Keir Starmer could turn to Welsh mythology for a few lessons on leadership


Sir Keir Starmer, the UK’s new prime minister, brings an impressive CV: barrister, former director of public prosecutions and ex-shadow Brexit secretary. An establishment insider who knows his way around the corridors of power, he is no stranger to leadership. But that does not necessarily make him a good leader, nor even indicate his potential to become one. Being a member of a privileged elite might land you a plum job, but it does not make you good at it.

Our ancient Welsh forebears knew this well, telling stories to expose bad and promote good uses of power, as my research has shown. Starmer could do a lot worse than to read the Four Branches of the Mabinogion from Welsh mythology during his first few weeks in office. From those skilfully fashioned tales of lordship, he might learn a lot about how to conduct himself as head of government. And, crucially, how not to.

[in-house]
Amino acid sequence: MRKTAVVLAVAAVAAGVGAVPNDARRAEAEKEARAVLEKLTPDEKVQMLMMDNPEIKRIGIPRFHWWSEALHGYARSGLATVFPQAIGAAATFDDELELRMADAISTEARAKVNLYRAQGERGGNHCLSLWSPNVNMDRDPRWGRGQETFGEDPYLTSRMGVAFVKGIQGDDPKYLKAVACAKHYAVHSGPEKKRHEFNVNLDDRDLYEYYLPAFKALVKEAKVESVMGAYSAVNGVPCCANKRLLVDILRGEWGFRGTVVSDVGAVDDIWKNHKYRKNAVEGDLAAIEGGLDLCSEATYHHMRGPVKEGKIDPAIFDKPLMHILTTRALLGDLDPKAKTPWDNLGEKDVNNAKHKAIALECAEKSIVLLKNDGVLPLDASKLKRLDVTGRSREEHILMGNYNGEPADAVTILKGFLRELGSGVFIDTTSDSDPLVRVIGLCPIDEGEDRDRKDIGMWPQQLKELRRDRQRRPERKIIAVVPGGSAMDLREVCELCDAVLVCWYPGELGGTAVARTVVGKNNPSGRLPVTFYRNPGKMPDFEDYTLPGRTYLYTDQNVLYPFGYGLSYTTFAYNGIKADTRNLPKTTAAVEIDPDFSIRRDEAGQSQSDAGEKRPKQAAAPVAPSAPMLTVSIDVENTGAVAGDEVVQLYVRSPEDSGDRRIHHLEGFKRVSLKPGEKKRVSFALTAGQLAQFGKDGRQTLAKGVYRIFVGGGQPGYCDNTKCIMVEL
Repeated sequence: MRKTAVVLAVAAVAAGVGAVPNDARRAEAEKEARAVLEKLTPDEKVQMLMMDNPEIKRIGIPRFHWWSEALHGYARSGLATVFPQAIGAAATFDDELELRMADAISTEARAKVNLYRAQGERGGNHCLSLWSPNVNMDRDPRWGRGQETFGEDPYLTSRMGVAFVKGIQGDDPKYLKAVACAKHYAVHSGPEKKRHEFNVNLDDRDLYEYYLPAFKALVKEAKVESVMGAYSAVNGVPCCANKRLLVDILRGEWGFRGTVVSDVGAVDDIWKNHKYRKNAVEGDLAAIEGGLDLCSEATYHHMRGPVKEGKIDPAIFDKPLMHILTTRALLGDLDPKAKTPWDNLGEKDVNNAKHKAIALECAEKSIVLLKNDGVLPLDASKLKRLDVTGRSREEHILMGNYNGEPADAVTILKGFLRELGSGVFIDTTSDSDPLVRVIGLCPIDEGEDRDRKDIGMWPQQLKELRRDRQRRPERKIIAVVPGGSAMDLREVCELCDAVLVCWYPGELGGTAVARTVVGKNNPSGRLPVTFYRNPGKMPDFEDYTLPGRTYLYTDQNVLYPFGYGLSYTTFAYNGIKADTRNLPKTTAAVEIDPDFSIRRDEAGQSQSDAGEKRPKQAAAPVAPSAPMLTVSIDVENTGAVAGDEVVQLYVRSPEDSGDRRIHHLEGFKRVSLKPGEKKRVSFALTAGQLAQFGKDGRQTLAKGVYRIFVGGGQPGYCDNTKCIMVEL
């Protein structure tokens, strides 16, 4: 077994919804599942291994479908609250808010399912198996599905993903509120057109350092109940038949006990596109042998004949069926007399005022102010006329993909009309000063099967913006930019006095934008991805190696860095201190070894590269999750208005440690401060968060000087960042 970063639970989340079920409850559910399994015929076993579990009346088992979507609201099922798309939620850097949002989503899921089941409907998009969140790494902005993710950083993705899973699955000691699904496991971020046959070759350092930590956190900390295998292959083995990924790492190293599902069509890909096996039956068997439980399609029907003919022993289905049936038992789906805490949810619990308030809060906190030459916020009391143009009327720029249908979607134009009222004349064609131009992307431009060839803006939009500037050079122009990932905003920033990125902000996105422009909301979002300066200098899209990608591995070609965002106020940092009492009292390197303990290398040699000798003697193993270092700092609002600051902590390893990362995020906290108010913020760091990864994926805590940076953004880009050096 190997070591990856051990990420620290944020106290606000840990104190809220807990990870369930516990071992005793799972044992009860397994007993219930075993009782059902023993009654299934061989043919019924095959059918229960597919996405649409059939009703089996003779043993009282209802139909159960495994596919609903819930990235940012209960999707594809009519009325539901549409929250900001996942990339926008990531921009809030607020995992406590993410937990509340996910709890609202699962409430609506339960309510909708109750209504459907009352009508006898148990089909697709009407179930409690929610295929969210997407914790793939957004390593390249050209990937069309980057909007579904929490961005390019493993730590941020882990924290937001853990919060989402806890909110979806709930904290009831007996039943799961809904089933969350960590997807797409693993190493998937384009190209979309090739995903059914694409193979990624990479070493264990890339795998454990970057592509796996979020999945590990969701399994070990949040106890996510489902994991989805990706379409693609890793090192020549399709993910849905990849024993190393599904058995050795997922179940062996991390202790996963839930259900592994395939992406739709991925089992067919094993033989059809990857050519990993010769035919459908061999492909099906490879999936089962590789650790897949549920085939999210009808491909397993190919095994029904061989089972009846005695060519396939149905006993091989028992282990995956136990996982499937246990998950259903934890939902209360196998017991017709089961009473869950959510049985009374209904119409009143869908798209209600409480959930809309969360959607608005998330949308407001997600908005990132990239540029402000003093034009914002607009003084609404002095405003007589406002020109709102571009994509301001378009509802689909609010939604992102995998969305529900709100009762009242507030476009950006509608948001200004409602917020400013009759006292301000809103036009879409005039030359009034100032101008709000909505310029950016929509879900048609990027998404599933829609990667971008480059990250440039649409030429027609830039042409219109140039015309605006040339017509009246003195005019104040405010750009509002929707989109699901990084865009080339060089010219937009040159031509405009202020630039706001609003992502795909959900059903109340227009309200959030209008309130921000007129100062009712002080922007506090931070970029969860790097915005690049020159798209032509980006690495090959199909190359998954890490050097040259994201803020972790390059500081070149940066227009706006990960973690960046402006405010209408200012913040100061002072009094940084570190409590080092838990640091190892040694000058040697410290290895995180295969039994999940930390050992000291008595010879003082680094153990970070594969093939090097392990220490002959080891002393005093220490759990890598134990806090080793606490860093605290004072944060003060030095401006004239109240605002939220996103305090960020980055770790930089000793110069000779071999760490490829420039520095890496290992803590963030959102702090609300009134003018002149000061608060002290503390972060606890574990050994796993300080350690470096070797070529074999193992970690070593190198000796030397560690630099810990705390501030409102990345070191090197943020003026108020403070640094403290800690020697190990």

English translations of the Four Branches, along with seven other unconnected stories found in two medieval manuscripts – The White Book of Rhydderch (circa 1350) and The Red Book of Hergest (circa 1382) – appeared as part of Lady Charlotte Guest’s Mabinogion (1847-49). She was an English aristocrat and first publisher in modern print format of the Mabinogion.

Unlike the other tales in Guest’s compendium, those of Pwyll, Branwen, Manawydan and Math each form part of a cycle of interlacing stories. Although medieval compositions, they appear to draw on more ancient material and to be set in pre-Roman times.

Weaving magical practices and otherworldly encounters into stories of prehistoric ruling elites, their conflicts, crimes, misdemeanours and redemptive acts, the Four Branches are sometimes thought to bear traces of a pre-Christian mythology native to Britain.

A photograph of a medieval Welsh language manuscript.
Images of the 14-15th century Red Book of Hergest manuscript photographed in 1997.
Wikimedia UK, CC BY